1. Launch a PowerShell session as administrator.
  2. Run Uninstall-RemoteAccess.  Hit enter when prompted
  3. Run Install-RemoteAccess -VpnType Vpn -IPAddressRange 192.168.16.100,192.168.16.120
    Change the ip addresses to match the range you want to use.  In the command above the start IP address is 192.168.16.100 and the end IP is 192.168.16.120.
  4. It may be necessary to modify the SSL certificate.  To check this run Get-RemoteAccess.  If the SSL certificate matches the one installed by the Essentials anywhere wizard, then you are done.  If not, please proceed to the next step.
  5. Run Set-Location Cert:\LocalMachine\My; Get-ChildItem | Subject,Thumbprint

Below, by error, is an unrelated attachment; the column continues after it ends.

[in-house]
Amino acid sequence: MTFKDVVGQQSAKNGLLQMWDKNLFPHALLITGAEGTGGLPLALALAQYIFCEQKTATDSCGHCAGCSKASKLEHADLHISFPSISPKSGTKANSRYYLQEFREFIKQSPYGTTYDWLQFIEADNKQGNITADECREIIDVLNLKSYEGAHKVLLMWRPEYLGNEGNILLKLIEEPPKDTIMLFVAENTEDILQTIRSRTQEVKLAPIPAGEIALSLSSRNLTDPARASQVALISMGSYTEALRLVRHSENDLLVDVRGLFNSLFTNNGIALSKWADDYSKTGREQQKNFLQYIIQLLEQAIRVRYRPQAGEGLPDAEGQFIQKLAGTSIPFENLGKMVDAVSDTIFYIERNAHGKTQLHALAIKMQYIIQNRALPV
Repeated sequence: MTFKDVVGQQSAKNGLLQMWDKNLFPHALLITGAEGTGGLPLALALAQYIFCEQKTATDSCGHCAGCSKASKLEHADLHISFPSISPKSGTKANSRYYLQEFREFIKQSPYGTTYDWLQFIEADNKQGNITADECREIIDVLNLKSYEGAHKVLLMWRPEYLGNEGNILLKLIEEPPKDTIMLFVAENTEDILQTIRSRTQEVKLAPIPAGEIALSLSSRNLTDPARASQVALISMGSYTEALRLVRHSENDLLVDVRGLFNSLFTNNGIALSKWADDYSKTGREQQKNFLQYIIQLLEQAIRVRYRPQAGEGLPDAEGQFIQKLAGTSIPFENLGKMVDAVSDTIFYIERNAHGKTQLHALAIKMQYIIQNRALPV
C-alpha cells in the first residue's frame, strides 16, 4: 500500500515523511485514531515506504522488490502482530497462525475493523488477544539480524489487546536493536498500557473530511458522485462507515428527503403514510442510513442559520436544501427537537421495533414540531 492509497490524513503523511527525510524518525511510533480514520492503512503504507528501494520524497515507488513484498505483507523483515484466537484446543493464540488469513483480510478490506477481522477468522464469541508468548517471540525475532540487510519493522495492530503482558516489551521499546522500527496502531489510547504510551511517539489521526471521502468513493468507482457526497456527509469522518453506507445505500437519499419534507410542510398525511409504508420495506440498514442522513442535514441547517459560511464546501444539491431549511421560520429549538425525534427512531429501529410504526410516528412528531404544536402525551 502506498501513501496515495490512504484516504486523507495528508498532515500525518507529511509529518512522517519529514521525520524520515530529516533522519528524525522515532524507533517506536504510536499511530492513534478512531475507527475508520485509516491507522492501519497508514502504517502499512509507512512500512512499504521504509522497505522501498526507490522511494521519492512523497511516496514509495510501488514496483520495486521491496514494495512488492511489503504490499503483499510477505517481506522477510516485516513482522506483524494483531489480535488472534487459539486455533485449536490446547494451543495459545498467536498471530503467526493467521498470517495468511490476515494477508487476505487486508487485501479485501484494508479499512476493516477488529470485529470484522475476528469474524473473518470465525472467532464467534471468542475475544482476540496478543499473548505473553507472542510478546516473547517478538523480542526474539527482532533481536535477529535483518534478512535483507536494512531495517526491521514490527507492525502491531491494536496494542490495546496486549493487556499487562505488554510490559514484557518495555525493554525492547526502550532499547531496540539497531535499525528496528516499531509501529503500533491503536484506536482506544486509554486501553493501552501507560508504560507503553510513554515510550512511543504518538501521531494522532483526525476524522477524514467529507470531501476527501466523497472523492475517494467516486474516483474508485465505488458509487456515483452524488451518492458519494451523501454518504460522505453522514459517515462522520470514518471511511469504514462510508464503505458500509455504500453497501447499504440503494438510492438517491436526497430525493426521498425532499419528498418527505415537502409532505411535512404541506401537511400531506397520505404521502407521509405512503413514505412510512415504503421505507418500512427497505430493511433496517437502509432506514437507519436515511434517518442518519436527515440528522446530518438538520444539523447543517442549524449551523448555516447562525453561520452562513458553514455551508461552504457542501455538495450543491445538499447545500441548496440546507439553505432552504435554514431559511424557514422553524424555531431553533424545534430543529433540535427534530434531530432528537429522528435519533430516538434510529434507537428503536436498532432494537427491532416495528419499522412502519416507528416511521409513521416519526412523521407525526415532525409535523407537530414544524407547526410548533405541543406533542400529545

You should see output similar to the following:
    certificate 1
  6. Make note of the Thumbprint for the certificate that was created in the anywhere access wizard.
  7. Next assign the certificate to the VPN with the following command:
    Get-ChildItem | ? Thumbprint -eq “C39ED8D5ADC2F73A05A909BE9C4692B43B963FB2” | Set-RemoteAccess
  8. Finally verify the correct certificate is assigned to the VPN with the command:
    Get-RemoteAccess
    RemoteAccess fixed

Clients should be able to connect and access resources via the VPN now.

I hope you found this article informative.  If you have any suggestions or comments please leave them below.

An error has occurred 0x8007….

This article is for those that don’t know that 0x80070002 is “The system cannot find the file specified.” or that 0x80070020 is “The process cannot access the file because it is being used by another process”.  It seems impossible to memorize all the error codes in Windows and what they mean.  Thankfully there is no need to do this, as there is a utility built into Windows to decode them.